Yukoners learning to butt out

Watson Lake hotel manger Simon Sheppard knows how hard it is to quit smoking. Sheppard was a “very heavy smoker” until four years ago…

Watson Lake hotel manger Simon Sheppard knows how hard it is to quit smoking.

Sheppard was a “very heavy smoker” until four years ago when four of his close friends died of smoking-related diseases.

The last died of emphysema.

“I watched this man die and it was a horrible thing to see. Horrible.”

“His death basically motivated me to quit smoking.”

To help his employees kick the habit, Sheppard has started an incredible bonus incentive program.

If staff of the Belvedere and Gateway hotels can go 90 days without smoking, they’ll receive a $500 bonus.

The incentive program will also help employees prepare for the territorial ban on smoking in public places.

The Smoke-free Places Act could come into force as early as June 1, 2008, if approved by the legislature.

 “I hope it will wake up other employers as well to put a similar incentive program for their employees,” said Sheppard.

“I personally believe that the law is inevitable, so we might as well get a head start.”

Neil Collishaw, the research director for Physicians for a Smoke-Free Canada applauds Sheppard’s initiative.

Collishaw arrived Friday to attend a number of community consultations throughout the territory about the proposed legislation.

Whitehorse already has a municipal smoke-free policy so the most substantial change will be felt in Yukon communities.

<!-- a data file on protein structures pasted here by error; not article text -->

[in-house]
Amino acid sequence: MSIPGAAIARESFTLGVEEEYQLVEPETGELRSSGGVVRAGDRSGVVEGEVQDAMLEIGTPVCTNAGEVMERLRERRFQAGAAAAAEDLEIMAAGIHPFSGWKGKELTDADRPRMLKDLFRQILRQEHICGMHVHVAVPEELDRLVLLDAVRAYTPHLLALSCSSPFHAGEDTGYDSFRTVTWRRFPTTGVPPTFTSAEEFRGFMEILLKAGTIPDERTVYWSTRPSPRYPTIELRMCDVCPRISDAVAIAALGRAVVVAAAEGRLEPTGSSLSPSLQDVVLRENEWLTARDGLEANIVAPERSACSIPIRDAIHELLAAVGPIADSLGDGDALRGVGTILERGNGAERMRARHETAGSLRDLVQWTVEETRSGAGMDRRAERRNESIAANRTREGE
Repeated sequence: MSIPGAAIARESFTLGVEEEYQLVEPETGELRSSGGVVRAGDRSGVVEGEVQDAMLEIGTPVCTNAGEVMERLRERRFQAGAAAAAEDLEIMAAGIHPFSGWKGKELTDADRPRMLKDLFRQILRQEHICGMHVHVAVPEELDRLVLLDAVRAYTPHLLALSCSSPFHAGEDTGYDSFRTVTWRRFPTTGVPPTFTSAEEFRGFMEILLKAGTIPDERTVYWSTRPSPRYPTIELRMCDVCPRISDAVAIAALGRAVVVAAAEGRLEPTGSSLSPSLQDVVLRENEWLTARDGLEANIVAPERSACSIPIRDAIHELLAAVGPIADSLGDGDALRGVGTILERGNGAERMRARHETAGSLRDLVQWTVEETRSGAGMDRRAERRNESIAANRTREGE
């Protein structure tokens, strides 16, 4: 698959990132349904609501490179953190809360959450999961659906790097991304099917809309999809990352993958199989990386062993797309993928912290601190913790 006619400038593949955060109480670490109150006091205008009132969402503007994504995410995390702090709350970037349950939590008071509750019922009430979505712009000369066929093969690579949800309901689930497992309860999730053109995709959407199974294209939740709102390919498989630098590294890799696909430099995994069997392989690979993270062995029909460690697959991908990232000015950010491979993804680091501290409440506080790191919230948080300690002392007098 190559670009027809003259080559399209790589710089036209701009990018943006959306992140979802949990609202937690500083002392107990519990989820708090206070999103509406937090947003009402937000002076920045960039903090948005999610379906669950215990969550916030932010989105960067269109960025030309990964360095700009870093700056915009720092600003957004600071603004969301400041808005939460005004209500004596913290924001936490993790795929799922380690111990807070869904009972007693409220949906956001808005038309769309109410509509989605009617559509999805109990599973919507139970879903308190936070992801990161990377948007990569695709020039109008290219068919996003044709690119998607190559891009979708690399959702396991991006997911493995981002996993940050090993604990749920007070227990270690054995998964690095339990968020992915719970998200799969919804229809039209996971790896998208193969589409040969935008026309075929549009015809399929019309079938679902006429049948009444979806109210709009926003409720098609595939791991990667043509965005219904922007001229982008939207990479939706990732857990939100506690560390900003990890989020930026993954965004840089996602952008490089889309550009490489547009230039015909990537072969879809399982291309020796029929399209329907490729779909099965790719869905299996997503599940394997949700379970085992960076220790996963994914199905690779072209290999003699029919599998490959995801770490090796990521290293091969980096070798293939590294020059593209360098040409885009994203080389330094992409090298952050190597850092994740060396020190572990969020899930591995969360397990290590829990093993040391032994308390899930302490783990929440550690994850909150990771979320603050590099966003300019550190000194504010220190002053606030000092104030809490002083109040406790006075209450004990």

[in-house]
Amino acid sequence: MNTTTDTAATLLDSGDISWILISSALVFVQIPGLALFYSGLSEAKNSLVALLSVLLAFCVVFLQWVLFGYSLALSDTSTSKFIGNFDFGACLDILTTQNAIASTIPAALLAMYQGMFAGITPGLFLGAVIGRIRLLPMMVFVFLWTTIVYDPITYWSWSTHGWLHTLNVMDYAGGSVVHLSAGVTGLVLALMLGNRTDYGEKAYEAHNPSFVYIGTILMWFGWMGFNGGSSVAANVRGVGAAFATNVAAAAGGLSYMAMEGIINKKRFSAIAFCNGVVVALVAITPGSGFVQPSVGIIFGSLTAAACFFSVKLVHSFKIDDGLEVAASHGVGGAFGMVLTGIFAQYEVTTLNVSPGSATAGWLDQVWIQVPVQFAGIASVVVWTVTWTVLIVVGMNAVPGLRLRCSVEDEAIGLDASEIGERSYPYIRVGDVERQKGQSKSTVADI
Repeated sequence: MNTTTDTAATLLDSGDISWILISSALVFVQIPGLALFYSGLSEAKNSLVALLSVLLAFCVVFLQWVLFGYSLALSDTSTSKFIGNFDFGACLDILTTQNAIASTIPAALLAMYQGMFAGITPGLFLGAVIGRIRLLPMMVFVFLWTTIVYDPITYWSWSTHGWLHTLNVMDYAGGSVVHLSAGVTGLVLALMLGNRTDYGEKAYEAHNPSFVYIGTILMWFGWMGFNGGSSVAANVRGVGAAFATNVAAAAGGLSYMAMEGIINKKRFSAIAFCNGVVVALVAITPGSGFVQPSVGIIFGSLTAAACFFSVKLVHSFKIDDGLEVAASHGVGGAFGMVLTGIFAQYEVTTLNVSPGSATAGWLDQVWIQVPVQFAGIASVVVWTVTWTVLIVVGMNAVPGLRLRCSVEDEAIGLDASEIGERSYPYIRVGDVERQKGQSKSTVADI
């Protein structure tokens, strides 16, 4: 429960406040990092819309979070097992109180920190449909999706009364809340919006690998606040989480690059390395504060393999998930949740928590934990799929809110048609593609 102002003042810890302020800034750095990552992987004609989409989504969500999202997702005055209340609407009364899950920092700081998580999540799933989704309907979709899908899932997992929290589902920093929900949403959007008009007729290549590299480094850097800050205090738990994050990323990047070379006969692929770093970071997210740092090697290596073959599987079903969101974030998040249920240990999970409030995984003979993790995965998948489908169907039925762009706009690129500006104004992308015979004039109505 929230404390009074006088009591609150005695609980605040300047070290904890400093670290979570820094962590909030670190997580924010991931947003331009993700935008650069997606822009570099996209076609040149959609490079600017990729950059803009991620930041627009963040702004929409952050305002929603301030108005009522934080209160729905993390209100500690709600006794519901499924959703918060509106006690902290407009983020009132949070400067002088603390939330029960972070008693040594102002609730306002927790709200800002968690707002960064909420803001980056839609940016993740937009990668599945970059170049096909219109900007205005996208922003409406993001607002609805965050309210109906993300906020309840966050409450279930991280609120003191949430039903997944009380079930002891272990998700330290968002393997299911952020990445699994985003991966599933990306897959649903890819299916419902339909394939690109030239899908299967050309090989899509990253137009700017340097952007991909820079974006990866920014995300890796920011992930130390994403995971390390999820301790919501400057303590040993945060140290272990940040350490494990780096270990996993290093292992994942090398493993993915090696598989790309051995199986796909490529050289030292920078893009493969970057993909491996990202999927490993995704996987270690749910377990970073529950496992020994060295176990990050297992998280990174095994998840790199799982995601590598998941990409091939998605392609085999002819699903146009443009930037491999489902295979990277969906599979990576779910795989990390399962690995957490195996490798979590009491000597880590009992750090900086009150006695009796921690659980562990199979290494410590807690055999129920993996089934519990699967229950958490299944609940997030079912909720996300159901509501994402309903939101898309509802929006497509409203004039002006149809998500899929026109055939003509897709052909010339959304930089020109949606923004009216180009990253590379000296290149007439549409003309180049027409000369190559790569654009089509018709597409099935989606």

On Saturday he travelled to Watson Lake and on Sunday he was in Teslin.

“It’s quite wonderful that the territory has chosen to do this consulting,” said Collishaw on Monday.

“All views were expressed and everyone seemed happy to speak up.”

While banning public smoking is good for public health, it’s good for business too, Collishaw tells those that attend the meetings.

California, which has had smoke-free laws in restaurants since 1995, has seen a huge increase in restaurant revenues.

“Businesses shouldn’t be asked to go smoke-free voluntarily; that would make smoking into a competitive advantage,” he says.

“It should be a level playing field.”

Many smokers feel that the act is an unjustified imposition, said Collishaw.

During one meeting, a woman who was against the act was surprised to find that a friend of hers was an asthmatic and would attend more volunteer events if there were no smoking.

“By the end of the consultation I think (the smoker) had changed her mind,” he said.

Collishaw worked for the World Health Organization in Geneva, in charge of the tobacco health program.

In 2000, he joined Physicians for a Smoke-Free Canada, a charitable national health organization.

Two years later he met Heather Crowe.

Crowe had never smoked a cigarette in her life, but after 40 years working as a waitress in smoke-filled restaurants she was diagnosed with inoperable lung cancer.

With Crowe, Collishaw travelled throughout Canada providing information on secondhand smoke and promoting anti-smoking legislation.

Unfortunately Crowe never received an invitation to visit the Yukon — the last territory or province not to have any sort of anti-smoking legislation.

Crowe passed away in May, 2006.

That same month, Quebec passed laws banning smoking in all workplaces.

“Smoking was such a large part of Quebec’s culture, we thought there’d be a lot more opposition,” said Collishaw.

“If Quebec can do it, the Yukon can too.”

Physicians for a Smoke-Free Canada are working alongside the Canadian Cancer Society to ensure that information gets out to Yukon communities.

Collishaw was in Marsh Lake on Monday and will be going to Carcross on Thursday, Old Crow on Friday and Tagish on Saturday.

The committee wraps up with a final public consultation in Whitehorse on Tuesday.